Contract Design Group, Incorporated et al v. Wayne State University et al

Filing 262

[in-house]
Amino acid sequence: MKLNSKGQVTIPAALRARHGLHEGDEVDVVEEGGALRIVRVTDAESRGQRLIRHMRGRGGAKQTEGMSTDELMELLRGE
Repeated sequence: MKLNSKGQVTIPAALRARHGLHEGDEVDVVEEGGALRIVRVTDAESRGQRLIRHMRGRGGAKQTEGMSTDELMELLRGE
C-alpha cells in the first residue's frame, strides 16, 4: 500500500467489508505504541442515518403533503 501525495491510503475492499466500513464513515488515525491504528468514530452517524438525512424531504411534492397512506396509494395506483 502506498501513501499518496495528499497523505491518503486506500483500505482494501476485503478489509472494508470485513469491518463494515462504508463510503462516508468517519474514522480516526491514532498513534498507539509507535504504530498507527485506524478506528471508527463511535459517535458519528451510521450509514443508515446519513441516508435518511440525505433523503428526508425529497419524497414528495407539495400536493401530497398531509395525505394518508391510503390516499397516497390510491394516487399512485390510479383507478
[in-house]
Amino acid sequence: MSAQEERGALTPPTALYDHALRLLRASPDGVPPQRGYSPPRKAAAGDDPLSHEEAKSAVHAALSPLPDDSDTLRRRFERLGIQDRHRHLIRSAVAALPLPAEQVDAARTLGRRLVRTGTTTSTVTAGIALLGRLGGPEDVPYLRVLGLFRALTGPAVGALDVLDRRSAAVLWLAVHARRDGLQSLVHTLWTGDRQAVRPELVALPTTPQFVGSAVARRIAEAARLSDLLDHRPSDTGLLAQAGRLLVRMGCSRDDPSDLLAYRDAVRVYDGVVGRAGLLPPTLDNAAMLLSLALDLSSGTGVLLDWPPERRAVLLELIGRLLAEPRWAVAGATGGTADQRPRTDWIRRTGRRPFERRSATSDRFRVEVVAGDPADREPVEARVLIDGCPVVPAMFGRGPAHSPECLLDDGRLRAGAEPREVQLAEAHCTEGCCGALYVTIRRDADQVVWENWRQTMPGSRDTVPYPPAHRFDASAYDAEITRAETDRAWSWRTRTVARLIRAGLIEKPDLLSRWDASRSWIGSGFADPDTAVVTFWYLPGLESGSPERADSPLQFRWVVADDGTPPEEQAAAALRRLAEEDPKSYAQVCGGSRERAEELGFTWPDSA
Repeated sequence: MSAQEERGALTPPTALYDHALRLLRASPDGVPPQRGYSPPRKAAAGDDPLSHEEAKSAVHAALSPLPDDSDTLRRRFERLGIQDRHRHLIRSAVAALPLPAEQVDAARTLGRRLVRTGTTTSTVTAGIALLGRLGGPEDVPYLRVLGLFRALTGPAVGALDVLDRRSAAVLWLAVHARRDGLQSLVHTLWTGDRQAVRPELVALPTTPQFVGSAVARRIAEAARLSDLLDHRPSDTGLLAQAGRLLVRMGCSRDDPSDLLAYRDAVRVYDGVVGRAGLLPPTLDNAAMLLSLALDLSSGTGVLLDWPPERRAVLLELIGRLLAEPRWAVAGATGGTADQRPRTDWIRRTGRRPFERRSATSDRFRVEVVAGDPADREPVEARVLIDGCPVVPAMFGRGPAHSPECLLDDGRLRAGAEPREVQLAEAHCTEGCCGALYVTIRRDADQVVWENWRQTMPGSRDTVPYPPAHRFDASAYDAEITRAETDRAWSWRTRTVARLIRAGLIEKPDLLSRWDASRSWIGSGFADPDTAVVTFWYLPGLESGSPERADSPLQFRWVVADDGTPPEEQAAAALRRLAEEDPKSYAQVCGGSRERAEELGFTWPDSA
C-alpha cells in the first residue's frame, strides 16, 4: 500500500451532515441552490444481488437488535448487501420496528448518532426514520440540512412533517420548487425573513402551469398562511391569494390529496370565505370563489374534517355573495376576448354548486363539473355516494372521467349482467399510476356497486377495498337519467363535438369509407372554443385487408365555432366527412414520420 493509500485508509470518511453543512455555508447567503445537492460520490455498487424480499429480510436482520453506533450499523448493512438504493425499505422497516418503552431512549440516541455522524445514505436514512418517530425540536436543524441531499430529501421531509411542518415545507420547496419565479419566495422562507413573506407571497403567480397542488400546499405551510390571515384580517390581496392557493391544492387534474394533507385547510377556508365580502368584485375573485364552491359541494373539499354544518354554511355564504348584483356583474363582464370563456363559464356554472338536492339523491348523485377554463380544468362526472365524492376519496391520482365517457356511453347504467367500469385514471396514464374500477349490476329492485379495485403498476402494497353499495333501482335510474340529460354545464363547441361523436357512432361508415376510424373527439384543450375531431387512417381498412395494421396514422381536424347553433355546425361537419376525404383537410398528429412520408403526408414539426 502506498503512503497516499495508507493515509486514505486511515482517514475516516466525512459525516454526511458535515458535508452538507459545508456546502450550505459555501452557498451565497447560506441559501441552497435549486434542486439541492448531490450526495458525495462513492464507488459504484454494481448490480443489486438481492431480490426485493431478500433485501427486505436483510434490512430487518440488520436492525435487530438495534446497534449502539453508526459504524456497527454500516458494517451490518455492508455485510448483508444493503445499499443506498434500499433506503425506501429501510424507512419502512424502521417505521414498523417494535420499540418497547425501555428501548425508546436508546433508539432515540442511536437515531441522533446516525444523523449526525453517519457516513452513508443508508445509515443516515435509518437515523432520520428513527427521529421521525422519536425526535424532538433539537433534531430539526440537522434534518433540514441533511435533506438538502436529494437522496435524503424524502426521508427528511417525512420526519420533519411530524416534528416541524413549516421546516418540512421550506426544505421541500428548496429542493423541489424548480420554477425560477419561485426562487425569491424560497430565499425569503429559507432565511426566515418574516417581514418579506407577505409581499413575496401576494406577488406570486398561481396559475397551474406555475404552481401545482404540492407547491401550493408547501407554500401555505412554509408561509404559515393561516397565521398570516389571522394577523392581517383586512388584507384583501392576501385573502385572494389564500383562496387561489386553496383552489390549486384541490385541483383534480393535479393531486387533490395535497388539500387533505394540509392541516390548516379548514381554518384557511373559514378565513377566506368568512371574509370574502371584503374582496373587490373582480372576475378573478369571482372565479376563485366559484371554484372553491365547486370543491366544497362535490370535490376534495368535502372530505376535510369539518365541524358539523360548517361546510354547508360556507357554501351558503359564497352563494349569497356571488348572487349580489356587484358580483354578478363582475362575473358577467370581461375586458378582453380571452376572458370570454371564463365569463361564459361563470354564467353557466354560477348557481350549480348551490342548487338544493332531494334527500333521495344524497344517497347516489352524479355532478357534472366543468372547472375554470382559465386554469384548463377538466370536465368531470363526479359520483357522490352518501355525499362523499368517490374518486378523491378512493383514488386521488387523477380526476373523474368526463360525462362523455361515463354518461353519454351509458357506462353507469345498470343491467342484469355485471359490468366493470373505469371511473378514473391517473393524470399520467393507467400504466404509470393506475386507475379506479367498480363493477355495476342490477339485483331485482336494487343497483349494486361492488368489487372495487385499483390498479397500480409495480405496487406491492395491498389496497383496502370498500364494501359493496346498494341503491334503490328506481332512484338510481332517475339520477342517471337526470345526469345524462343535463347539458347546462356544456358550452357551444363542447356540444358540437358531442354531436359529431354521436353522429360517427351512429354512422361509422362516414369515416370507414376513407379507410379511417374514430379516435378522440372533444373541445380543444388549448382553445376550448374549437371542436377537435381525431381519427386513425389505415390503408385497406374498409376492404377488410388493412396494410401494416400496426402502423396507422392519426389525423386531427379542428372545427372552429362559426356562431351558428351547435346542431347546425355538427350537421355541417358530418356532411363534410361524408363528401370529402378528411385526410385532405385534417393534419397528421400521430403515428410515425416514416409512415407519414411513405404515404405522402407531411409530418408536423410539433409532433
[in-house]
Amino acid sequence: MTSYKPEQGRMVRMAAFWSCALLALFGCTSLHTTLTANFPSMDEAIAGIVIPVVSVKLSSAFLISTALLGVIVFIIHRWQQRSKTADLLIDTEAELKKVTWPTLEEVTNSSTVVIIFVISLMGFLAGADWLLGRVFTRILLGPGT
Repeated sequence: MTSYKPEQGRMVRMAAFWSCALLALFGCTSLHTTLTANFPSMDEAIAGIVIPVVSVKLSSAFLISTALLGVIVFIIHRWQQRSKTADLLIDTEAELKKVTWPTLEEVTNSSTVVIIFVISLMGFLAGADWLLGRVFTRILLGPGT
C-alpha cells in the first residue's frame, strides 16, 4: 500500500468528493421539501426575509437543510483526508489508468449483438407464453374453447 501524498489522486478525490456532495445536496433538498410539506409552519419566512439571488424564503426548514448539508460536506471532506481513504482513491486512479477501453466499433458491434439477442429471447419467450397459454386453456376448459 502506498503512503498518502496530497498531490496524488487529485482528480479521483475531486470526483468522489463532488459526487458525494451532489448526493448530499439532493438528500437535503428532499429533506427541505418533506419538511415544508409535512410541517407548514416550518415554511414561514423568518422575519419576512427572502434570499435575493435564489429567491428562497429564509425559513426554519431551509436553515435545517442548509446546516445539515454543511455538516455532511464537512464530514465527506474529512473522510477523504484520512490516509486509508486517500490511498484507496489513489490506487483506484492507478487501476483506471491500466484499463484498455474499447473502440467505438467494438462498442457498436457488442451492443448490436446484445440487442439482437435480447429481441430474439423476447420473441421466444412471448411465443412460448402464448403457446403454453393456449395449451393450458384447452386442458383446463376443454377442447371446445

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UNITED STATES DISTRICT COURT EASTERN DISTRICT OF MICHIGAN SOUTHERN DIVISION CONTRACT DESIGN GROUP, INC., a Michigan corporation, and ROBERT MURRAY, Case No.: 2:10-cv-14702 Honorable: Gershwin A. Drain Plaintiffs, Magistrate Judge: Michael J. Hluchaniuk v. WAYNE STATE UNIVERSITY, THE WAYNE STATE UNIVERSITY BOARD OF GOVERNORS; JAMES R. SEARS, in his individual and official capacity; JOAN M. GOSSMAN, in her individual and official capacity; and JOHN L. DAVIS, in his individual and official capacity, jointly and severally, / Defendants. ORDER GRANTING PLAINTIFFS’ MOTION FOR ATTORNEY’S FEES AND EXPENSES [#234] AND DENYING DEFENDANTS MOTION FOR AN ORDER FOR LIMITED DISCOVERY RELATED TO ATTORNEY’S FEES [#246] I. Introduction Plaintiffs Contract Design Group, Inc. (“CDG”) and Robert Murray (“Murray”) filed a Complaint against Defendants Wayne State University and The Wayne State University Board of Governors (“Wayne”). Plaintiffs also named three Wayne employees as Defendants: James R. Sears (“Sears”), Joan M. Gossman (“Gossman”) and John L. Davis (“Davis”). This case went to trial, and on April 24, 2014, a jury returned a verdict for Plaintiffs on their counts of violation of procedural due process, account stated, and breach of contract. See Dkt. # 202. Presently before the Court is Plaintiffs’ Motion for Attorney’s Fees and Expenses [#234] and Defendants’ Motion for an Order for Limited Discovery Related to Plaintiff’s Request for Attorney’s Fees [#246]. For the reasons that follow, the Court will grant Plaintiffs’ Motion for Attorney’s Fees and Expenses deny Defendants’ Motion for an Order for Limited Discovery Related to Plaintiffs’ Motion for Attorney’s Fees and Expenses. For the reasons that follow, the Court will Grant the Plaintiffs Motion for Fees and Expenses [#234], and Deny Defendants’ Motion for an order for Limited Discovery related to Plaintiffs’ Motion for Attorney’s Fees and Expenses [#246]. II. Factual Background On April 22, 2014, the jury returned a verdict for CDG and Murray on their procedural due process claims, but did not award damages to CDG on the procedural due process claim. See Dkt. #202. The jury found CDG could not establish actual damages, but the Court Awarded CDG nominal damages of $1. See Dkt. #248. The jury found that the Defendants violated Murray’s procedural due process rights and awarded him $100,000. The jury found CDG established an account stated, and awarded CDG $200,000 for this claim. Last, the jury found Wayne in breach of contract, and the jury awarded CDG $250,000 for the breach of contract claim. As the prevailing party in a § 1983 claim, CDG and Murray filed a Motion for Attorney’s pursuant to 42 U.S.C. § 1988. III. Law and Analysis A. Standard of Review The court, in its discretion, “may allow the prevailing party [on a section 1983 claim] a reasonable attorney’s fee as part of the costs.” Farrar v. Hobby, 506 U.S. 103, 109 (1992). The fee award is only appropriate when a party prevails on the merits. Id.; see also Hanrahan v. Hampton, 446 U.S. 754, 758 (1980). Success on “any significant issue in the litigation which 2 achieves some of the benefit the parties sought in bringing the suit” is required for attorney’s fees. Hensley v. Eckerhart, 461 U.S. 424, 433 (1983). The plaintiff must demonstrate that there is a resolution of the dispute that has changed the legal relationship between them and the defendant in order to be the prevailing party under § 1988. Texas State Teachers Ass’n v. Garland Indep. Sch. Dist., 489 U.S. 782, 792-93 (1989). Prevailing party status requires plaintiff to obtain some form of relief on the merits. Farrar, U.S. 506 at 111. A party who has won nominal damages is a prevailing party for the purposes of § 1988. Id. at 112. A judgment for nominal damages modifies the defendant’s behavior in the plaintiff’s benefit because it makes the defendant pay money he would not have paid otherwise. The “magnitude of relief obtained” does not alter one’s prevailing party status, and a party’s degree of success does not affect their § 1988 eligibility. Id. at 114; Garland, 489 U.S. at 790. Nominal damages awards, however, do effect the “propriety” of the § 1988 award. Id. The extent of the plaintiff’s success determines the reasonableness of the fee award. Id.; Hensley v. Eckerthart, 461, U.S. 424, 436. The degree of success is the most critical factor in determining the reasonableness of the fee award. Id. A reasonable fee is the product of hours worked multiplied by a reasonable hourly rate, which is commonly referred to as the “lodestar” method. Hensley, 461, U.S. 436; see Barnes v. City of Cincinnati, 401 F.3d 729, 745 (6th Cir. 2005). Fees that are not reasonably expended, such as fees incurred as a result of duplication of efforts are to be excluded. Id. The reasonableness of hours (and hourly rate) is determined by consideration of the following factors: (1) the time and labor required; (2) the novelty and difficulty of the questions presented; (3) the skill needed to perform the legal service properly; (4) the preclusion of employment by the attorney due to acceptance of the case; (5) the customary fee; (6) 3 whether the fee is fixed or contingent; (7) time and limitations imposed by the client or the circumstances; (8) the amount involved and the results obtained; (9) the experience, reputation, and ability of the attorneys; (10) the “undesirability” of the case; (11) the nature and length of the professional relationship with the client; and (12) awards in similar cases. Isabel v. Memphis, 404 F.3d 404, 415 (6th Cir. 2005). In assessing the “reasonable hourly rate” component of the lodestar method the district court should assess the “prevailing market rate in the relevant community.” Blum v. Stenson, 465 U.S. 886, 895 (1984). The prevailing market rate is “that which lawyers of comparable skill and experience can reasonably expect to command within the venue of the court of record . . . .” Addock-Ladd v. Sec’y of Treasury, 227 F. 3d 343, 350 (6th Cir. 2000). There are cases in which the lodestar method leads to an excessive award for a party who has won only nominal damages. Hensley, 461, U.S. 436. The district court is obligated to consider the amount and nature of damages awarded in relation to the fee amount sought. City of Riverside Riverside v. Rivera, 477 U.S. 561, 585 (1985) (Powell, J., concurring in judgment); see Wikol ex rel. Wikol v. Birmingham Pub. Sch. Bd. of Educ., 360 F.3d 604, 612 (6th Cir. 2004) (quoting Hensley, 461 424, 440 (“[W]here the plaintiff achieved only limited success, the district court should award only that amount of fees that is reasonable in relation to the results obtained.”). Usually, a plaintiff who only has won nominal damages is entitled to a reasonable fee that is actually no fee. Rivera, 477 U.S. at 580. Section 1988 also grants the court the authority to award out-of-pocket expenses if they are reasonably incurred. These expenses include postage, travel, meals, legal research and expert fees. Northcross v. Board of Education of Memphis City Schools, 611 F.2d 624, 639 (6th Cir. 1979). 4 The court may order discovery of any relevant matter in a case if there is good cause. See Fed. R. Civ. P. 26(b)(1). Discovery on fees is rare because it can result in a second round of major litigation in a case. Hensley, 461, U.S. 424, 437 (1983). B. Defendants’ Motion Defendants argue limited discovery on the issue of fees must take place because Plaintiffs’ billing entries are vague and offer inadequate descriptions of work done on this case, particularly work done with the description “attention to.” In an effort to avoid creating a second trial on the issue of attorney’s fees, the Court will DENY Defendants’ Motion. Plaintiffs’ submission in Exhibit 4 of their Motion for Fees and Expenses details counsel’s billing entries in a manner that accounts for roughly 87% of the work done in this matter. “Attention to entries” comprise roughly 13% of the billing entries. The Court has the authority to address vague entries in the motion for fees and expenses, and does not see the need to create a trial within a trial over the issues of attorney’s fees. C. Plaintiffs Motion CDG and Murray are prevailing parties and seek fees based on the lodestar method for the work their counsel has performed on this case. Plaintiffs have submitted significant evidence in order to establish counsel has billed at reasonable rates for the region. See Pls’. Ex. 2, 3, & 5. Plaintiffs have complied records for their hours spent on various aspects of this case. See Pls’. Ex. 4 & 7-9. The total amount Plaintiffs seek for work done on the matter is $763,093.00 plus a 10% fee enhancement, which adds up to an $839,402.30 attorney’s fee request. See Pls’. Mot. at 21. Plaintiffs also seek costs totaling $33,590.69. Defendants argue that CDG is not entitled to fees because the jury did not award damages to CDG on its due process claim, there is no entitlement to fees on the state law claims, and Plaintiffs engaged in fraud. 5 In the absence of special circumstances, the district court must award fees to the prevailing party. Cleveland v. Ibrahim, 121 F.App’x 88, 90 (6th Cir. 2005) (citing Wikol, 360 F.3d at 611). The Sixth Circuit has not found an instance where special circumstances justify denying fees under § 1988. McQueary v. Conway, 614 F.3d 591, 604 (6th Cir. 2010) (changes in law that would change the outcome of the case are not special circumstances that justify denial of attorney’s fees); see Wikol, 360 F.3d 611 (prevailing party’s bad acts are not special circumstances that justify denial of attorney’s fees). Defendants rely on Farrar for their argument, but Farrar does not establish a bright-line rule that a Plaintiff who wins nominal damages cannot recover attorney’s fees. The jury found Wayne violated CDG’s procedural due process rights, and CDG is a prevailing party under § 1988. Although Farrar holds that usually the reasonable fee is zero for a plaintiff who has won nominal damages, the same facts and evidence applied to both CDG and Murray’s procedural due process claims. Plaintiffs made arguments on identical claims, used a common set of evidence to make these arguments, and succeeded on the merits for those claims. The award of damages to Murray still achieved Plaintiffs’ desired results. See Isabel, 404 F.3d at 416 (holding plaintiff’s success on one of four claims did not justify reducing attorney’s fees). Work conducted for both CDG and Murray required counsel to apply the same legal theories and conduct legal work for to two distinct clients, a corporate client and individual client. The state law claims in this case are part of a common core of facts and derive from the due process violation. Plaintiffs presented evidence that Wayne considered them debarred before having a hearing, and said such in front of other contractors. Defendants offer no basis for their claim to the contrary. 6 Defendants vigorously argue that Plaintiffs engaged in fraud, and therefore, any deprivation was harmless or justified. This argument is unavailing. The jury was not asked to assess Plaintiffs’ culpability. Moreover, both parties presented evidence that Plaintiffs had misled Wayne regarding the Prevailing Wage Act, and the jury still found Wayne in breach of contract. Defendants also contend that the hours logged by Plaintiffs’ counsel are excessive and should be limited to those adequately attributed to work on Murray’s claim of deprivation of debarment procedure. Defendants argue Plaintiffs’ counsel has not adequately detailed work for particular clients on particular claims. For reasons explained above, the court finds the claims in this case to be interrelated and derivative of a common set of sets that apply to both plaintiffs. A review of Plaintiffs’ Exhibit 4, however, does show that some entries lack specificity and are categorized as “attention to.” The Plaintiffs acknowledge that the court has the authority to apply across-the-board reductions in fees for vague billing entries. See Potter v. Blue Cross Blue Shield of Michigan, 10-14981, 2014 WL 1304327, at 26* (E.D. Mich. Mar. 31, 2014). The “attention to” entries are vague relative to other entries. The sum total of these entries is $97,802.00 of the $763,093.00 request or 12.8% of the total request. Given the size of this amount relative to the total request, the Court will apply a 10% reduction to Plaintiffs’ fee request. The Court will award Plaintiffs $686,784.00 in attorney’s fees, and will not grant their requested fee enhancement. Plaintiffs also seek $33,590.69 in costs. Plaintiffs’ costs consist of postage, meals, travel, legal research and expert fees. The statute explicitly authorizes expert fees. See § 1988(c). Proper invoices that charge the product of the experts’ hours worked multiplied by a reasonable 7 fee in this case support expert fees. See Pls’. Ex. 14. The Court will award Expert expenses in the amount of $11, 743.75. Under § 1988, the court can award costs for reasonable expenses for photocopying, paralegal services, travel and telephone costs. Doherty v. City of Maryville, Tenn., 3:07-CV-157, 2010 WL 3619958, at *4 (E.D. Tenn. Aug. 19, 2010); see also Northcross, 611 F.2d at 639. Postage: Plaintiffs’ Postal expenses are supported by a series of receipts that indicate the postage was for this matter and the total costs of the shipping from the carrier. Plaintiffs seek to recover $136.67 in costs for postage, and have offered sufficient evidence to support their request. See Doherty, 2010 WL 3619958, at *4 (awarding costs for postage supported by submission of receipts). The Court will award costs for postage in the amount of $136.67. Meals: Plaintiffs seek $98.53 in costs for meals. The Tenth Circuit has approved costs for meals. Sussman v. Patterson, 108 F.3d 1206 (10th Cir.1997) (approving award of costs in civil rights action for photocopying, mileage, meals, and postage). A court in the Western District of Michigan has cited this case when explaining allowable costs. Beck v. Manistee Cnty., No. 1:97-CV-533, 2005 WL 2620194 (W.D. Mich. Oct. 14, 2005). Plaintiffs submitted receipts in their request for costs for meals that total; $91.53 not including gratuity. Plaintiffs have adequately supported this cost, and the Court will award costs in the amount of $91.53 for meals. Travel: Plaintiffs seek costs for travel expenses in the amount of $301.00. These costs include travel to depositions and court proceedings for the case. See Pls’. Ex. 12. Plaintiffs seek to recover the cost of using various parking lots in Downtown Detroit. These costs are also supported by receipts and cost reports. The Court will award travel expenses in the amount of $301.00. 8 Legal Research: Plaintiffs seek $21,310.74 in legal research costs for this matter. There is no binding Sixth Circuit authority that states legal research fees are reasonable costs under §1988. Cleveland Area Bd. of Relators v. City of Euclid, 965 F.Supp. 1017, 1023-24 (N.D. Ohio 1997) (awarding computerized legal research costs under §1988 following the trend of other circuits and district courts); see also Project Vote v. Blackwell, No. 1:06–CV–1628, 2009 WL 917737, at *19 (Mar. 19, 2009 N.D. Ohio). Generally, the added costs of this research equals the time and money saved in man hours on manual research. Haroco, Inc. v. American Nat'l Bank & Trust Co. of Chicago, 38 F.3d 1429, 1440–41 (7th Cir.1994). The trend of awarding fees for computerized legal research is twenty years old. This Court shares the Seventh Circuit’s sentiment in Haroco, and will award fees for legal research in the amount of $21, 310.74. The court will award expenses to Plaintiffs in the amount of $33,583.69 and $686,784.00 in attorney’s fees. IV. Conclusion For the aforementioned reasons, the Court will award attorney’s fees and expenses, and Plaintiffs’ Motion for Attorney’s and Expenses [#234] is GRANTED. Defendants’ Motion for an Order for Limited Discovery Related to Plaintiffs’ Motion for Attorney’s Fees and Expenses [#246] is DENIED. SO ORDERED. /s/Gershwin A Drain Hon. Gershwin A. Drain United States District Court Judge 9